HKDSE - Hong Kong Diploma of Secondary Education


PUBLISHED : Tuesday, 27 December, 2011, 12:00am
UPDATED : Tuesday, 27 December, 2011, 12:00am

Quit junk food and enjoy better health

I agree with the idea that junk food should not be provided in school tuck shops. If nobody takes note of the importance of a healthy diet, there will be even more overweight children in the future.

Because junk food is so tasty, there are always crowds lining up to buy it at tuck shops. But junk food contains lots of calories, additives and colourings. If we keep eating it, it will seriously affect our health. But if we have no way of buying it, we will be forced to enjoy healthier options like fruit and sandwiches. In the longer term, we'll find out how important a nutritious diet is.

Research shows that children are overweight usually because they do too little exercise and eat too much junk food. Banning junk food gets children one step closer to health. Schools should play their part. This will lower the children's chance of suffering from heart disease, cancer and strokes when they grow up.

Henni Yip Yan-yan, Shatin Tsung Tsin Secondary School

Families affected by Fa Yuen Street fire

It was heart-wrenching to hear about the recent fire in Mong Kok. Nine people were killed, so those families will be in mourning. Four buildings were severely damaged, so all the residents have had to leave their homes. The blaze also destroyed the stock of all the shops in the street. The proprietors can't bear such a huge loss, as I guess they only earn enough to get by.

Some of the deceased were the breadwinners of their families, so the bereaved will face financial problems besides the emotional issues. The government should support them.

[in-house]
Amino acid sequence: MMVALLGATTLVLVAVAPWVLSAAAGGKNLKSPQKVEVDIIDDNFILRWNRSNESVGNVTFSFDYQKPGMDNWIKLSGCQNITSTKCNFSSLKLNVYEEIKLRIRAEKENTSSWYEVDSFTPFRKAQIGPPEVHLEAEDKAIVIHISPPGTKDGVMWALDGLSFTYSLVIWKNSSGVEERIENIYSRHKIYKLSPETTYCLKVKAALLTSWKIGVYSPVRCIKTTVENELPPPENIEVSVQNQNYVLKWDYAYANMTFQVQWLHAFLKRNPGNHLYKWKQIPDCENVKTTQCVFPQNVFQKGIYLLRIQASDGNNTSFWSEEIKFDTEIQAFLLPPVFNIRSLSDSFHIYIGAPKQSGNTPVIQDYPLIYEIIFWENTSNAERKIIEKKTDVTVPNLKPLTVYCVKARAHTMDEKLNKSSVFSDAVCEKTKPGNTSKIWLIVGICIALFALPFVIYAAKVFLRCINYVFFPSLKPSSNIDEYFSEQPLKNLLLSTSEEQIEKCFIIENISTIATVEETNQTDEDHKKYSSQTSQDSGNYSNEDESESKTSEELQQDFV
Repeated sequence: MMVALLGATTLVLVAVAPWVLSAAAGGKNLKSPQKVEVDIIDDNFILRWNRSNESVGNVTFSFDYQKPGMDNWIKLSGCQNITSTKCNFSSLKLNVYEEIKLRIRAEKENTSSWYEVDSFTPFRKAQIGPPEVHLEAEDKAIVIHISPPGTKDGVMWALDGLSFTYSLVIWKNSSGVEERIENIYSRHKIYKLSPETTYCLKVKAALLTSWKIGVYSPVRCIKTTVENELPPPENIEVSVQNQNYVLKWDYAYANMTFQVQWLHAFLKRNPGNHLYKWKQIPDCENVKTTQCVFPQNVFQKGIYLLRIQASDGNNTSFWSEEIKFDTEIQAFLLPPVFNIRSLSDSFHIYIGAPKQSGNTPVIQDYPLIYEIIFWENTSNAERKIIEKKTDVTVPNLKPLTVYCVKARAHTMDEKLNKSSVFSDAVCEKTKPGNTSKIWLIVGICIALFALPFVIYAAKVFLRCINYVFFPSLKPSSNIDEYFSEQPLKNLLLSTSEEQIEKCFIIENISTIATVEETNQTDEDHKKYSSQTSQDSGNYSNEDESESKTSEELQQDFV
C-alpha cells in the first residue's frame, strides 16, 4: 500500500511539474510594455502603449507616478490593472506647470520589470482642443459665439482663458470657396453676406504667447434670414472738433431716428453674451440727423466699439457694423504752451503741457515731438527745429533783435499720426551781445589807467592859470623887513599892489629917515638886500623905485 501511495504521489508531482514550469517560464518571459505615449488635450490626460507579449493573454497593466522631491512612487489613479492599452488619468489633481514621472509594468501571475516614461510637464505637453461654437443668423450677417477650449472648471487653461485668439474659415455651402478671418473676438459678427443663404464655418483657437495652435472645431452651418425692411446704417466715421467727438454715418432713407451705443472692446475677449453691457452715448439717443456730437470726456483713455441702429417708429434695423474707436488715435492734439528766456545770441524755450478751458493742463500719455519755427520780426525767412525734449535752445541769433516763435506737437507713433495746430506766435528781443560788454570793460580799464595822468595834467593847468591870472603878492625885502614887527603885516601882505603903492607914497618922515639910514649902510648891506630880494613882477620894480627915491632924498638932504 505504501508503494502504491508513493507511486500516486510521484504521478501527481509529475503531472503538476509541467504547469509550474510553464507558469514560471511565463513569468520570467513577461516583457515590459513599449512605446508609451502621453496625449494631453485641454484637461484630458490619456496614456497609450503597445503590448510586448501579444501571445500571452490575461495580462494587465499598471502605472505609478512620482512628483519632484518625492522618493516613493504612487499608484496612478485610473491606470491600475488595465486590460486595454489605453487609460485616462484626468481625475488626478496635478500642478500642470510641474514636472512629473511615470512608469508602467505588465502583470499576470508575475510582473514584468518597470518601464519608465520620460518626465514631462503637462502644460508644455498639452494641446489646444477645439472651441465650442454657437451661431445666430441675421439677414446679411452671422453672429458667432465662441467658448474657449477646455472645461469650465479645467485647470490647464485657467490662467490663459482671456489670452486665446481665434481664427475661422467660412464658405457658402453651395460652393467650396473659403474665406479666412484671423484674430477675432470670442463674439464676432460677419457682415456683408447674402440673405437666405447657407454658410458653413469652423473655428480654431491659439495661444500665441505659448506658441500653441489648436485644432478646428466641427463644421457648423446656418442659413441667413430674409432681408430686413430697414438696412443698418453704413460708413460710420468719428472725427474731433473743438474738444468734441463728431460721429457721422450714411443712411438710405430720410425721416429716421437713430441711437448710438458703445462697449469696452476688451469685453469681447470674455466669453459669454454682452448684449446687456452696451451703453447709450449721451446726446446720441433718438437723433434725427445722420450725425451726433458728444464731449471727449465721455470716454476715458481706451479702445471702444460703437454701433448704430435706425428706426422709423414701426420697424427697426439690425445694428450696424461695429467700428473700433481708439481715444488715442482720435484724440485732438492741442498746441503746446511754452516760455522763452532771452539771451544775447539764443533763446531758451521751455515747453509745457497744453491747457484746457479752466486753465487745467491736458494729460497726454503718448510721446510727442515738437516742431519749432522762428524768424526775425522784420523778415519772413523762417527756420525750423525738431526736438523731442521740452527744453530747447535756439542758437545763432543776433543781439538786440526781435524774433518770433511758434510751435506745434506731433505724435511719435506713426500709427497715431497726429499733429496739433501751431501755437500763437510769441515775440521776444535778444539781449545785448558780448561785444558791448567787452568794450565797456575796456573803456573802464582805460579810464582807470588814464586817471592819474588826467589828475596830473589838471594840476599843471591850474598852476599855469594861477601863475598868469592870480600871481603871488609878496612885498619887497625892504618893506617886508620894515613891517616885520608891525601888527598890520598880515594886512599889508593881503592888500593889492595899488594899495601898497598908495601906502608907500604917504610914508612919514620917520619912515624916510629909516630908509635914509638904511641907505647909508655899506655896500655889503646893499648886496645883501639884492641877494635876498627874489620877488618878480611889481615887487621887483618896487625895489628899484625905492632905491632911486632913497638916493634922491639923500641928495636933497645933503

Secondly, the government should more strongly enforce the law against illicit subdivided flats. Owners of these flats are unethical. They should do more to ensure the presence of safety equipment and evacuation routes in case of fire.

Penniless tenants live in this kind of flat because of their limited income. But even poor tenants should not regard rent as the most important factor when considering where to live. They should also take their safety into account.

Cherry Leung Cheuk-ling, United Christian College (Kowloon East)

School buses must be made safe for all

Last month, after 19 children were killed in a school bus crash in Gansu, the Chinese government posted a draft of new safety regulations. I suggest that the government should set the guidelines more clearly. Then people won't have any excuse to break the rules.

Schools should also spend more money on repairs and make sure their students travel in safe vehicles.

Cheryl Chu Cheuk-yan, Pooi To Middle School

The true meaning of Christmas gifts

I love Christmas. There are beautiful decorations, and my mother will cook a Christmas meal. It will include a big turkey, chocolate cakes and special fried rice and noodles.

In my family, we usually exchange gifts after our Christmas dinner. I remember one time, I spent all my pocket money on a gift, but I received a gift in return that was cheaper than mine. I felt very sad. But my mum told me that it was handmade: people had spent their time to make it and it was full of love. After I heard this, I loved that gift a lot.

Now I know that if you are given something, you should not think about its price, only its meaning.

I hope all of you will have a happy and meaningful Christmas.

Hui Tsz-fung, Tsuen Wan Public Ho Chuen Yiu Memorial College

HKDSE means we need more teachers

I am writing in reply to the article 'Schools complain of teacher shortage' (SCMP, December 8), which said that the workloads of teachers who teach the new HKDSE curriculum are unbearable.

The new curriculum has led to the need for extra lessons, as it is difficult for everyone to catch up with the new exams. The increase in lessons means teachers must spend more time on preparation.

What's more, the curriculum requires teachers to provide more individual guidance. They must not only create interesting activities but also teach students individually after class, as the curriculum is more difficult than the HKCEE.

Add to this the high pressure, and we can expect lower teaching quality. Teachers are not machines. We should lessen their burden.

Patrick Wong, TIACC Woo Hon Fai Secondary School